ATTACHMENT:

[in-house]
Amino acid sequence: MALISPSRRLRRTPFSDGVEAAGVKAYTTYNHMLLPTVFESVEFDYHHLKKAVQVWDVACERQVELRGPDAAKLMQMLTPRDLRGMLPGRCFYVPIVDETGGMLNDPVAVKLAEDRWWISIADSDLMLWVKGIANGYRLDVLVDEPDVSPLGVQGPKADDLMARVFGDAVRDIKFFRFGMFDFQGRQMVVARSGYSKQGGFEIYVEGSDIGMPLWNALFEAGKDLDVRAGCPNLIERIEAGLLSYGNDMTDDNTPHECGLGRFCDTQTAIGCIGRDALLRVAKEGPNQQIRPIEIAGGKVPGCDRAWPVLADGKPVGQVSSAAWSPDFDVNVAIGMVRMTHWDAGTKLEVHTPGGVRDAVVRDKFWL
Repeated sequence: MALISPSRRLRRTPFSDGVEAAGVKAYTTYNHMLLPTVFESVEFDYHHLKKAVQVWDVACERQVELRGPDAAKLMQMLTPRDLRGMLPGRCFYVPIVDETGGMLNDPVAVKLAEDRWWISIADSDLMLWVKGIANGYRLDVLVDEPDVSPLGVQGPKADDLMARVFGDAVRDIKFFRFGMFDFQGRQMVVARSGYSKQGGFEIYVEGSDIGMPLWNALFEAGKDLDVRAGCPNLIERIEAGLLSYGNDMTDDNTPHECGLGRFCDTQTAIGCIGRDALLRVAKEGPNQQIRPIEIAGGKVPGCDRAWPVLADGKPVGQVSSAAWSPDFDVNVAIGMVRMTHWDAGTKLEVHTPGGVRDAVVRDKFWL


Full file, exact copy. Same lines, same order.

[in-house]
Amino acid sequence: MALISPSRRLRRTPFSDGVEAAGVKAYTTYNHMLLPTVFESVEFDYHHLKKAVQVWDVACERQVELRGPDAAKLMQMLTPRDLRGMLPGRCFYVPIVDETGGMLNDPVAVKLAEDRWWISIADSDLMLWVKGIANGYRLDVLVDEPDVSPLGVQGPKADDLMARVFGDAVRDIKFFRFGMFDFQGRQMVVARSGYSKQGGFEIYVEGSDIGMPLWNALFEAGKDLDVRAGCPNLIERIEAGLLSYGNDMTDDNTPHECGLGRFCDTQTAIGCIGRDALLRVAKEGPNQQIRPIEIAGGKVPGCDRAWPVLADGKPVGQVSSAAWSPDFDVNVAIGMVRMTHWDAGTKLEVHTPGGVRDAVVRDKFWL
Repeated sequence: MALISPSRRLRRTPFSDGVEAAGVKAYTTYNHMLLPTVFESVEFDYHHLKKAVQVWDVACERQVELRGPDAAKLMQMLTPRDLRGMLPGRCFYVPIVDETGGMLNDPVAVKLAEDRWWISIADSDLMLWVKGIANGYRLDVLVDEPDVSPLGVQGPKADDLMARVFGDAVRDIKFFRFGMFDFQGRQMVVARSGYSKQGGFEIYVEGSDIGMPLWNALFEAGKDLDVRAGCPNLIERIEAGLLSYGNDMTDDNTPHECGLGRFCDTQTAIGCIGRDALLRVAKEGPNQQIRPIEIAGGKVPGCDRAWPVLADGKPVGQVSSAAWSPDFDVNVAIGMVRMTHWDAGTKLEVHTPGGVRDAVVRDKFWL